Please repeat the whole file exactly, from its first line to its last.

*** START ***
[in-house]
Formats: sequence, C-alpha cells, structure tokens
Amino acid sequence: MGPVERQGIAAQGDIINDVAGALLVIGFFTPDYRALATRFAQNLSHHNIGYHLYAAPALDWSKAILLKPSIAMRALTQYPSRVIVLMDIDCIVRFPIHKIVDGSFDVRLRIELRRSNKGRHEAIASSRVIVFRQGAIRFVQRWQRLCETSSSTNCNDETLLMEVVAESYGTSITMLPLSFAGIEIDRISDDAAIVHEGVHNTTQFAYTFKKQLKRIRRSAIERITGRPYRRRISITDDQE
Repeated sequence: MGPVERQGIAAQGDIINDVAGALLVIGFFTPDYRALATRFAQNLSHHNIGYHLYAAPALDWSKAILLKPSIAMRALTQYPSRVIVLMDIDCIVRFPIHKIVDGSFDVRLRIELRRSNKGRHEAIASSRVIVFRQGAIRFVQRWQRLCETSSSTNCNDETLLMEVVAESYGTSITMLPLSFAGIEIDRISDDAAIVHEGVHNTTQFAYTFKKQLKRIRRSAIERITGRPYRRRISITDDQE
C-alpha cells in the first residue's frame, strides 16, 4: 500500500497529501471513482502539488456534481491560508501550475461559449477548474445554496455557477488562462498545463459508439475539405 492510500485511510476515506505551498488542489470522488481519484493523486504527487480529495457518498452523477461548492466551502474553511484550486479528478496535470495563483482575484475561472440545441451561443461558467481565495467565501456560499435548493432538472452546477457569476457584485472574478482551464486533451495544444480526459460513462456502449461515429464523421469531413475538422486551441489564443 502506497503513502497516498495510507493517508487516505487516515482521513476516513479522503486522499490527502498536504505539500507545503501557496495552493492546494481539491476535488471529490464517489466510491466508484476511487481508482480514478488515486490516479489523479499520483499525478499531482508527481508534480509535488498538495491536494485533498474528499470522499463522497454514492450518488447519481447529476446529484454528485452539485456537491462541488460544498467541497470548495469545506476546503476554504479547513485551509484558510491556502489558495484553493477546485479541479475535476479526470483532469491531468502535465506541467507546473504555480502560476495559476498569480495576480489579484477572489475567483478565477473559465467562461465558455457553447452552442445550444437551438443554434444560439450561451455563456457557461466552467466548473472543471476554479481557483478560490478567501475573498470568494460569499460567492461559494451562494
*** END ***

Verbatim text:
[in-house]
Formats: sequence, C-alpha cells, structure tokens
Amino acid sequence: MGPVERQGIAAQGDIINDVAGALLVIGFFTPDYRALATRFAQNLSHHNIGYHLYAAPALDWSKAILLKPSIAMRALTQYPSRVIVLMDIDCIVRFPIHKIVDGSFDVRLRIELRRSNKGRHEAIASSRVIVFRQGAIRFVQRWQRLCETSSSTNCNDETLLMEVVAESYGTSITMLPLSFAGIEIDRISDDAAIVHEGVHNTTQFAYTFKKQLKRIRRSAIERITGRPYRRRISITDDQE
Repeated sequence: MGPVERQGIAAQGDIINDVAGALLVIGFFTPDYRALATRFAQNLSHHNIGYHLYAAPALDWSKAILLKPSIAMRALTQYPSRVIVLMDIDCIVRFPIHKIVDGSFDVRLRIELRRSNKGRHEAIASSRVIVFRQGAIRFVQRWQRLCETSSSTNCNDETLLMEVVAESYGTSITMLPLSFAGIEIDRISDDAAIVHEGVHNTTQFAYTFKKQLKRIRRSAIERITGRPYRRRISITDDQE
C-alpha cells in the first residue's frame, strides 16, 4: 500500500497529501471513482502539488456534481491560508501550475461559449477548474445554496455557477488562462498545463459508439475539405 492510500485511510476515506505551498488542489470522488481519484493523486504527487480529495457518498452523477461548492466551502474553511484550486479528478496535470495563483482575484475561472440545441451561443461558467481565495467565501456560499435548493432538472452546477457569476457584485472574478482551464486533451495544444480526459460513462456502449461515429464523421469531413475538422486551441489564443 502506497503513502497516498495510507493517508487516505487516515482521513476516513479522503486522499490527502498536504505539500507545503501557496495552493492546494481539491476535488471529490464517489466510491466508484476511487481508482480514478488515486490516479489523479499520483499525478499531482508527481508534480509535488498538495491536494485533498474528499470522499463522497454514492450518488447519481447529476446529484454528485452539485456537491462541488460544498467541497470548495469545506476546503476554504479547513485551509484558510491556502489558495484553493477546485479541479475535476479526470483532469491531468502535465506541467507546473504555480502560476495559476498569480495576480489579484477572489475567483478565477473559465467562461465558455457553447452552442445550444437551438443554434444560439450561451455563456457557461466552467466548473472543471476554479481557483478560490478567501475573498470568494460569499460567492461559494451562494